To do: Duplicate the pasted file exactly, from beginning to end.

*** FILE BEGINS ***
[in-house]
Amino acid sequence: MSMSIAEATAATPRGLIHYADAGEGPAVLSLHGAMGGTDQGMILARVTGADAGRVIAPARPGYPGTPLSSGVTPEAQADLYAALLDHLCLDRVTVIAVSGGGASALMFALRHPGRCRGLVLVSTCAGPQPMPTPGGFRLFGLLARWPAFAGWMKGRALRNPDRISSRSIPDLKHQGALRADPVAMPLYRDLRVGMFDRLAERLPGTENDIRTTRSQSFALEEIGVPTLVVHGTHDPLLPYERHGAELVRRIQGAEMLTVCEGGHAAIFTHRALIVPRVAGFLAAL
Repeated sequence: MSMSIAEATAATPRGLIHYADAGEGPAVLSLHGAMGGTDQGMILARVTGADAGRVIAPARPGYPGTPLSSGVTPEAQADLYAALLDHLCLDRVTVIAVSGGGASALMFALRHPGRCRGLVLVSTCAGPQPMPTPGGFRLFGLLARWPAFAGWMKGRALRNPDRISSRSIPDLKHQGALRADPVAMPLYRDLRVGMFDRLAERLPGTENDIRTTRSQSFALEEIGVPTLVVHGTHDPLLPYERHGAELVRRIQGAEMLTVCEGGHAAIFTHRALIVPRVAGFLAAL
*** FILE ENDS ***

[in-house]
Amino acid sequence: MSMSIAEATAATPRGLIHYADAGEGPAVLSLHGAMGGTDQGMILARVTGADAGRVIAPARPGYPGTPLSSGVTPEAQADLYAALLDHLCLDRVTVIAVSGGGASALMFALRHPGRCRGLVLVSTCAGPQPMPTPGGFRLFGLLARWPAFAGWMKGRALRNPDRISSRSIPDLKHQGALRADPVAMPLYRDLRVGMFDRLAERLPGTENDIRTTRSQSFALEEIGVPTLVVHGTHDPLLPYERHGAELVRRIQGAEMLTVCEGGHAAIFTHRALIVPRVAGFLAAL
Repeated sequence: MSMSIAEATAATPRGLIHYADAGEGPAVLSLHGAMGGTDQGMILARVTGADAGRVIAPARPGYPGTPLSSGVTPEAQADLYAALLDHLCLDRVTVIAVSGGGASALMFALRHPGRCRGLVLVSTCAGPQPMPTPGGFRLFGLLARWPAFAGWMKGRALRNPDRISSRSIPDLKHQGALRADPVAMPLYRDLRVGMFDRLAERLPGTENDIRTTRSQSFALEEIGVPTLVVHGTHDPLLPYERHGAELVRRIQGAEMLTVCEGGHAAIFTHRALIVPRVAGFLAAL